Justice has never been the goal, but rather it has always been intended as a Smear Campaign for political purposes (whether there is any Truth to any of it is irrelevant).

    THESE PEOPLE, ALL OF THEM regardless of which side of the Political Duopoly Coin they feign to represent, are PURE MACHIAVELLIAN EVIL.

    Braindead Eternally & Blindly Faithful Dems, Don’t Get Your Hopes Up

  26. Hugh

    Everybody spies on everybody. Everybody interferes (if they can and as far as they can) in everyone else’s affairs and elections. This is the world as it is. We can take sensible steps to protect the integrity of our elections.

    Public financing.
    Third party access to the ballot.
    Strict limitation of purging voter rolls.
    Anti-gerrymandering district drawing.
    National voting on a Sunday or as a holiday.
    Paper ballots that can be counted mechanically and checked and recounted manually.
    Far, far better political coverage of the issues and much less of the horse race,

  27. nihil obstet


    A little too modest on some of the steps.

    Not just public financing, but reducing the cost of campaigning. Any media organization that sells political ads should be required to provide political ads free of charge — I’d go for requiring the issue of vouchers that can be redeemed by a candidate at current advertising rates, so the candidate can choose whether to blow the whole wad on 15 mins. of Superbowl or run a bunch of 30-sec. spots.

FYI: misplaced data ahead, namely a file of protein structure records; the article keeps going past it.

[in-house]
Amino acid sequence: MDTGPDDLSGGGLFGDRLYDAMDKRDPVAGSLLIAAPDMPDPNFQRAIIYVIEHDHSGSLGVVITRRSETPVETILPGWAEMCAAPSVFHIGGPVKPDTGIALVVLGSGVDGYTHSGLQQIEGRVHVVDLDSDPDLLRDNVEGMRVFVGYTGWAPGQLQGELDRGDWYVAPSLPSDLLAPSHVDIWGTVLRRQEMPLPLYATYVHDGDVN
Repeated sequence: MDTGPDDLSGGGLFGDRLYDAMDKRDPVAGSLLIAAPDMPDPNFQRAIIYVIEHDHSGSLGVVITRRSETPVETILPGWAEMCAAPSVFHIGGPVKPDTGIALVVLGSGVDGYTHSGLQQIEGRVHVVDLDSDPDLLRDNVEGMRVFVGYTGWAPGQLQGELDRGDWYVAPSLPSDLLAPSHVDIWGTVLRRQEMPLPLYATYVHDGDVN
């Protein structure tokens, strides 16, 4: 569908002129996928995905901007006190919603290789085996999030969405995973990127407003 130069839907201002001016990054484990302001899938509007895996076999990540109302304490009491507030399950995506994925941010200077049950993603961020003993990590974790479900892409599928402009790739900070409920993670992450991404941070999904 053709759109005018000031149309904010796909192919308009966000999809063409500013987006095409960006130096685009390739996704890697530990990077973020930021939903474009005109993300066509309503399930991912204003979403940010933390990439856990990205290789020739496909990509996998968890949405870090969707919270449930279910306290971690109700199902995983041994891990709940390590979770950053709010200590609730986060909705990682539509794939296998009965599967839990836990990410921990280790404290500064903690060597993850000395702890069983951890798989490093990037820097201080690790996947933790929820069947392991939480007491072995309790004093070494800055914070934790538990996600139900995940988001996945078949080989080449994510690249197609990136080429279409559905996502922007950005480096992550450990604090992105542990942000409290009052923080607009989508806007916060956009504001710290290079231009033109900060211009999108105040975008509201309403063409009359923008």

Stop the first-past-the-post electoral districts. Use proportional representation instead. Gerrymandering then becomes a dead issue and third party candidates become viable.

  28. The Stephen Miller Band

    Any media organization that sells political ads should be required to provide political ads free of charge….

    Even if it’s the Russians or the Chinese or the Iranians or the Islamic State purchasing the ad?

  29. bruce wilder

    Maybe tax all advertising heavily enough to reduce its volume and undermine the viability of “advertising-supported” “free” media. And, do not have political advertising of the thirty-second spot variety?

  30. bruce wilder

    It is the reflexive nature of the spiral of the attention economy that sucks up all the intelligence out there. Russiagate is not about Russia; it is about Trump — and not about Trump as anything other than a character from reality-teevee, a televised car wreck you cannot take your eyes off. Nothing else gets any attention, any deliberate consideration.

    When the bottom falls out, the inability of any political institution to respond intelligently will be manifest.

  31. nihil obstet